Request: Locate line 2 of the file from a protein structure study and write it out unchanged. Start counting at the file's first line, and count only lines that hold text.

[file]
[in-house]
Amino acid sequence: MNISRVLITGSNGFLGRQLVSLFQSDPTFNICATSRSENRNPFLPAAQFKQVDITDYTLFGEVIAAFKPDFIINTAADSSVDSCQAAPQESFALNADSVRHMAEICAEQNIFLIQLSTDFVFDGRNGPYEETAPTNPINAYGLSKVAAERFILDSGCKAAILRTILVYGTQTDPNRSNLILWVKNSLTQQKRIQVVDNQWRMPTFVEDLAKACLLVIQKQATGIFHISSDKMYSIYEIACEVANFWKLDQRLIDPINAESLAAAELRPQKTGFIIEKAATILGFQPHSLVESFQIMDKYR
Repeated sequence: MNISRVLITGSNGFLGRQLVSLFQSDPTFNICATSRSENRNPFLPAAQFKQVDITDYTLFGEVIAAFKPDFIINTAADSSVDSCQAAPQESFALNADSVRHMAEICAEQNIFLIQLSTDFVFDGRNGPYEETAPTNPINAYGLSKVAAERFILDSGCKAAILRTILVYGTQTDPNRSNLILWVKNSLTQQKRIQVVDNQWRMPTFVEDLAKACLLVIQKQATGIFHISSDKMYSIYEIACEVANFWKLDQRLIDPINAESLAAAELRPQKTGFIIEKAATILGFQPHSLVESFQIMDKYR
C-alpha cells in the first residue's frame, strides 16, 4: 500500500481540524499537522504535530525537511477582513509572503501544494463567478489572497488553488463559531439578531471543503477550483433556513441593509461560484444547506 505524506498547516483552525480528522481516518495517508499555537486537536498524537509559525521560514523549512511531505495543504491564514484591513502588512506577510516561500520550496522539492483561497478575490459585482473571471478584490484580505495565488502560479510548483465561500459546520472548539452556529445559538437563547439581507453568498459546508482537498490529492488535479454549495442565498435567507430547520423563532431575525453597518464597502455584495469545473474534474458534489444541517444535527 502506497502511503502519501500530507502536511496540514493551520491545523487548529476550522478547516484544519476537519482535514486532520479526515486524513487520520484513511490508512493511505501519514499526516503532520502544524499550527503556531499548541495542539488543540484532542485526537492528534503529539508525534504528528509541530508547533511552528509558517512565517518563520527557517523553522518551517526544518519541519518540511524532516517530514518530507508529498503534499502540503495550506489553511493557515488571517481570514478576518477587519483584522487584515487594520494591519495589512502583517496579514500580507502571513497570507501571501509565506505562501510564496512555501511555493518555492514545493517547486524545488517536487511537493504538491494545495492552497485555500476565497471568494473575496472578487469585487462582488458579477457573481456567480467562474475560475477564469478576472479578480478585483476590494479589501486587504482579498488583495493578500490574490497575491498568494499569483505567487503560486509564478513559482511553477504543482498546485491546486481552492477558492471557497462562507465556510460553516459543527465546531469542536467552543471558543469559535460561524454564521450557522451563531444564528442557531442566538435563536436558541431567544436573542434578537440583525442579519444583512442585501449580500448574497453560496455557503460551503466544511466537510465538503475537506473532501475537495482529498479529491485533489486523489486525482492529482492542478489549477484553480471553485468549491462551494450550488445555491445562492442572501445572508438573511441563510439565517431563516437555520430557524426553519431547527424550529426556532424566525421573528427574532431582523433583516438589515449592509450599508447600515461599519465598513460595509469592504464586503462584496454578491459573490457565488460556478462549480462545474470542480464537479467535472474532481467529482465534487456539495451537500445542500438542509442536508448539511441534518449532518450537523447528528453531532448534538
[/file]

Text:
Amino acid sequence: MNISRVLITGSNGFLGRQLVSLFQSDPTFNICATSRSENRNPFLPAAQFKQVDITDYTLFGEVIAAFKPDFIINTAADSSVDSCQAAPQESFALNADSVRHMAEICAEQNIFLIQLSTDFVFDGRNGPYEETAPTNPINAYGLSKVAAERFILDSGCKAAILRTILVYGTQTDPNRSNLILWVKNSLTQQKRIQVVDNQWRMPTFVEDLAKACLLVIQKQATGIFHISSDKMYSIYEIACEVANFWKLDQRLIDPINAESLAAAELRPQKTGFIIEKAATILGFQPHSLVESFQIMDKYR